8 Classic storytelling techniques for engaging presentations

Speakers who can take their viewers on a journey make them feel driven and inspired. Even so, arranging your speech in a manner that reflects your thoughts while keeping your audience’s attention can be difficult.
Humans are engrained in stories. They are pulled to legends, excursions, elements, happy endings, or unexpected twists.
These traditional storytelling methods can assist you in delivering a speech that will captivate your audience. The most important aspect of a presentation is the story.

In medias res

“In medias res” storytelling occurs when your story starts in the middle of an activity and afterward returns to the starting to explain how it got there. Your viewers will be captivated right away because they will be brought onto the most amazing part of your story.
Take care not to disclose too much information. You may allude to something unusual, something that demands further explanation. While you create the setting and go back, provide your audience with just about enough details to maintain their interest.
Even so, it only works for brief discussions. Your viewers will grow bored and become agitated if you render it too lengthy.

The monomyth

The monomyth which is also known as the hero’s journey is a story structure discovered in several folk tales, fiction, as well as religious writings from all over the world.
In a monomyth, the protagonist is summoned from their home and embarks on a perilous journey. They move from a familiar location to a dangerous unknown.
They come back home with a prize or newly found wisdom after conquering a great trial, something that will benefit their society. From the Lion King to Star Wars, many modern tales still implement this structure.
using monomyth to form your speech can assist you in explaining how you arrived at the knowledge you would like to share. It can make your message come to life for your audience.

The Mountain

The mountain structure represents the drama and tension in a tale. It is equivalent to the monomyth in that it assists us in plotting whenever certain events take place in a story.
It’s unique in that it doesn’t always get a happy ending. The first portion of the story is dedicated to establishing the scene, then a series of minor challenges and a chain of events leading up to a climactic ending.
It’s similar to a television show in that each episode has its highs and lows, all leading up to a big final episode after the season.

The false start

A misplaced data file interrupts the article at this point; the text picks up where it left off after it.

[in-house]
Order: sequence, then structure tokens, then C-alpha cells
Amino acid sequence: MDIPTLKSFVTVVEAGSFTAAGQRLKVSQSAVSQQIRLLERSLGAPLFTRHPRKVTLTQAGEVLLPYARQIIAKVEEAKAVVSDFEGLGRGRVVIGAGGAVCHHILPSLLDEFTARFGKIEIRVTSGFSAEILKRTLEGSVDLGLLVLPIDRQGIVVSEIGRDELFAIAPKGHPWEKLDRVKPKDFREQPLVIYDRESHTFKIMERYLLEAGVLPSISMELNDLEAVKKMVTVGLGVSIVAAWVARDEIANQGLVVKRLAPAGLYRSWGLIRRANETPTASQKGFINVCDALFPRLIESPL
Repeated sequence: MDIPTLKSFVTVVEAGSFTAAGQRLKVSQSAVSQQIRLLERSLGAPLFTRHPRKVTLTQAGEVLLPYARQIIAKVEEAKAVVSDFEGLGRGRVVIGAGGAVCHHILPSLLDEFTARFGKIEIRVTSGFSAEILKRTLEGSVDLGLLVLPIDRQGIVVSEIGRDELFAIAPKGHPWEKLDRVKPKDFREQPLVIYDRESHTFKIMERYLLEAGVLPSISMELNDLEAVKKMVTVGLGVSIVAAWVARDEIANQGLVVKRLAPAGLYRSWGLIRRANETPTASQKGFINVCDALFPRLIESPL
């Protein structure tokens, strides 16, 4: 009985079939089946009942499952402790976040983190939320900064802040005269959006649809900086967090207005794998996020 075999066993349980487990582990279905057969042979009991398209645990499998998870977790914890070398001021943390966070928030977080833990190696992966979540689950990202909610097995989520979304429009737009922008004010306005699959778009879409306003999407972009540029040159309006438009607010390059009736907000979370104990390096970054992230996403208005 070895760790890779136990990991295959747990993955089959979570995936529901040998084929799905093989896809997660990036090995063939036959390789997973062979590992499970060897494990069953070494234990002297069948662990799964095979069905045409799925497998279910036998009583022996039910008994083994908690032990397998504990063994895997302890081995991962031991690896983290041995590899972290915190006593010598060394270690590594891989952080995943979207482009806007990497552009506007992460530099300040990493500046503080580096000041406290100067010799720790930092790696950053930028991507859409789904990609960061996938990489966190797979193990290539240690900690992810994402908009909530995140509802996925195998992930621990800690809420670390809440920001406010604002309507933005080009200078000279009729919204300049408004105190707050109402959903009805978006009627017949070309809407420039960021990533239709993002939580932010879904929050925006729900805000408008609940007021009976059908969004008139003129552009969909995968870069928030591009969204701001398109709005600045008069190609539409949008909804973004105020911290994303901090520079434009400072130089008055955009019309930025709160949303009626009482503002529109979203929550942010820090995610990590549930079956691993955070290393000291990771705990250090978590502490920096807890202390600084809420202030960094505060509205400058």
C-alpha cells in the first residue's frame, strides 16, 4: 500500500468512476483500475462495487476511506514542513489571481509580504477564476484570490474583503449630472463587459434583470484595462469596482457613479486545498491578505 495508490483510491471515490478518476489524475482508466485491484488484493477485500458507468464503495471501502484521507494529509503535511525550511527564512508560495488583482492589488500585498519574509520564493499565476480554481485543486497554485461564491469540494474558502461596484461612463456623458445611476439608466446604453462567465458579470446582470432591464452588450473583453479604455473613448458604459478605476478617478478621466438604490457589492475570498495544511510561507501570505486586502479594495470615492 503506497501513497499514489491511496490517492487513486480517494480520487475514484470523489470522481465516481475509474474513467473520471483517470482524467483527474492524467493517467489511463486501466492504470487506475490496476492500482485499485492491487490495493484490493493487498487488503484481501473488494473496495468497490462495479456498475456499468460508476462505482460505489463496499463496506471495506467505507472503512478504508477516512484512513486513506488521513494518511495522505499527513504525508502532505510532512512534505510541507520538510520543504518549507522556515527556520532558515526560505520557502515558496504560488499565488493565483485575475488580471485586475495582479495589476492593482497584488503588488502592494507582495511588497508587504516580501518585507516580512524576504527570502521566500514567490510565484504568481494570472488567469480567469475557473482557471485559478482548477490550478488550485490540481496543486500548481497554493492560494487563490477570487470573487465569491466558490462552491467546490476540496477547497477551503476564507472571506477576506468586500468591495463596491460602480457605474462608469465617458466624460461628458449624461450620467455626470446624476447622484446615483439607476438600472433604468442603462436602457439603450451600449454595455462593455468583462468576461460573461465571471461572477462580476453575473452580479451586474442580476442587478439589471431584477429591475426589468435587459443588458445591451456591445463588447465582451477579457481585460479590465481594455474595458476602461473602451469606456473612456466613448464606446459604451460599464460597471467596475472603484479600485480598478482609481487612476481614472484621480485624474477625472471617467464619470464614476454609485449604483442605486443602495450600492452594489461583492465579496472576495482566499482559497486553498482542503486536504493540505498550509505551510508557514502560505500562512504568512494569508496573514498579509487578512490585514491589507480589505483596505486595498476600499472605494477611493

A ‘false beginning’ story happens when you proceed to tell a straightforward story but then abruptly stop it and restart. Your audience is duped into thinking they are safe, only to be surprised when the tables are turned.
This layout is perfect for describing a time when you struggled with a task and had to re-evaluate from the beginning. This format is ideal for explaining the learnings you took away from your experience. Alternatively, how creatively you solved your issue.
It’s also a great attention hack because it will rapidly disrupt your audience’s expectations as well as amaze them into being more attentive to your message.

Nested loops

Nested loops are a storytelling methodology that lets you layer numerous stories on top of each other. The most important story, which is the center of your statement, must be positioned in the center of the page. The stories that encircle it will expand or describe this central principle. Always begin with the first story and end with the last.
A nested loop is a method for a fellow to tell you about a smart man they’ve met or a useful lesson they’ve learned. The first loops inform your friend’s story, whereas the other loops tell the wise person’s experience. The main point is at the center.


Sparklines are a visual representation of presentation frameworks. In her book Resonate, graphic designer Nancy Duarte utilizes sparklines to visually analyze famous speeches.
She contends that the most effective speeches thrive since they contrast our everyday world with an idealized, improved world. They contrast what’s really with what might be.

Converging ideas

Converging ideas is a speech framework that demonstrates to the audience how various lines of thought arrived together just to construct one product or idea.
It can depict the beginning of a movement. Or clarify how a single thought was the result of several brilliant minds working together toward a common goal.
Converging ideas is equivalent to the nested loops framework because it can show how so many equally significant stories came to a solitary particular conclusion instead of defining one story with matching stories.

The petal structure

The petal structure organizes multiple speakers as well as stories about a single central concept. It’s helpful if you have several unrelated stories or revelations to make that all lead to a common message.
You tell your narratives one at a time before coming back to the center point. The petals may intersect as one tale unveils the next, but each should stand alone as a finished narrative.
This allows you to create a rich tapestry of proof about your core theory or deep emotional reactions to your concept.
By demonstrating how all of these key stories are interconnected, you leave your viewers with a sense of the true significance as well as the weight of your speech.


These are eight classic storytelling methodologies that will enliven your presentation and keep your audience engaged. You could use a variety of other storytelling techniques. You can create your speech more interesting by putting the story at the center of it, no matter how dull it is.

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